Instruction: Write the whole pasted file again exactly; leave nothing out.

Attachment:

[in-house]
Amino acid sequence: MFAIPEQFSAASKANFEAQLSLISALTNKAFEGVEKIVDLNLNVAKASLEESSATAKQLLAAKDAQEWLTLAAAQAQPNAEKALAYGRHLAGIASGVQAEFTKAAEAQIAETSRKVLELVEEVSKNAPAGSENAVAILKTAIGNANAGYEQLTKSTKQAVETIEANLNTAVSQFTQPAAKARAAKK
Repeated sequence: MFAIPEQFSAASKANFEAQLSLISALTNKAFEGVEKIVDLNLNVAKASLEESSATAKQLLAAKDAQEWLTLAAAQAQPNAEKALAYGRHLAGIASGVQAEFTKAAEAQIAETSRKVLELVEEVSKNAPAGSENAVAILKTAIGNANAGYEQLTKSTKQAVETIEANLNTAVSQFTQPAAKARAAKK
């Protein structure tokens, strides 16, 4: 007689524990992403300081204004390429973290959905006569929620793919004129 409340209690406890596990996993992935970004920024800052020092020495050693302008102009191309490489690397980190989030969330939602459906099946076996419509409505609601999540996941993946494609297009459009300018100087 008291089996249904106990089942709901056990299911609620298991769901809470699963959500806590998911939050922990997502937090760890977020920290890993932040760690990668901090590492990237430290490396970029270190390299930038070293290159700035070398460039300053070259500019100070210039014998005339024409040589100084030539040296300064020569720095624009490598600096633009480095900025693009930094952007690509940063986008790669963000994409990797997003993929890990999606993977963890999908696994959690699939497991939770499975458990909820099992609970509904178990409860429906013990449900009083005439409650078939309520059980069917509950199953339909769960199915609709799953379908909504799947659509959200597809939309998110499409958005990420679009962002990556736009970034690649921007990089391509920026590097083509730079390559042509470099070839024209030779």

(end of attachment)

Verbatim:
[in-house]
Amino acid sequence: MFAIPEQFSAASKANFEAQLSLISALTNKAFEGVEKIVDLNLNVAKASLEESSATAKQLLAAKDAQEWLTLAAAQAQPNAEKALAYGRHLAGIASGVQAEFTKAAEAQIAETSRKVLELVEEVSKNAPAGSENAVAILKTAIGNANAGYEQLTKSTKQAVETIEANLNTAVSQFTQPAAKARAAKK
Repeated sequence: MFAIPEQFSAASKANFEAQLSLISALTNKAFEGVEKIVDLNLNVAKASLEESSATAKQLLAAKDAQEWLTLAAAQAQPNAEKALAYGRHLAGIASGVQAEFTKAAEAQIAETSRKVLELVEEVSKNAPAGSENAVAILKTAIGNANAGYEQLTKSTKQAVETIEANLNTAVSQFTQPAAKARAAKK
């Protein structure tokens, strides 16, 4: 007689524990992403300081204004390429973290959905006569929620793919004129 409340209690406890596990996993992935970004920024800052020092020495050693302008102009191309490489690397980190989030969330939602459906099946076996419509409505609601999540996941993946494609297009459009300018100087 008291089996249904106990089942709901056990299911609620298991769901809470699963959500806590998911939050922990997502937090760890977020920290890993932040760690990668901090590492990237430290490396970029270190390299930038070293290159700035070398460039300053070259500019100070210039014998005339024409040589100084030539040296300064020569720095624009490598600096633009480095900025693009930094952007690509940063986008790669963000994409990797997003993929890990999606993977963890999908696994959690699939497991939770499975458990909820099992609970509904178990409860429906013990449900009083005439409650078939309520059980069917509950199953339909769960199915609709799953379908909504799947659509959200597809939309998110499409958005990420679009962002990556736009970034690649921007990089391509920026590097083509730079390559042509470099070839024209030779």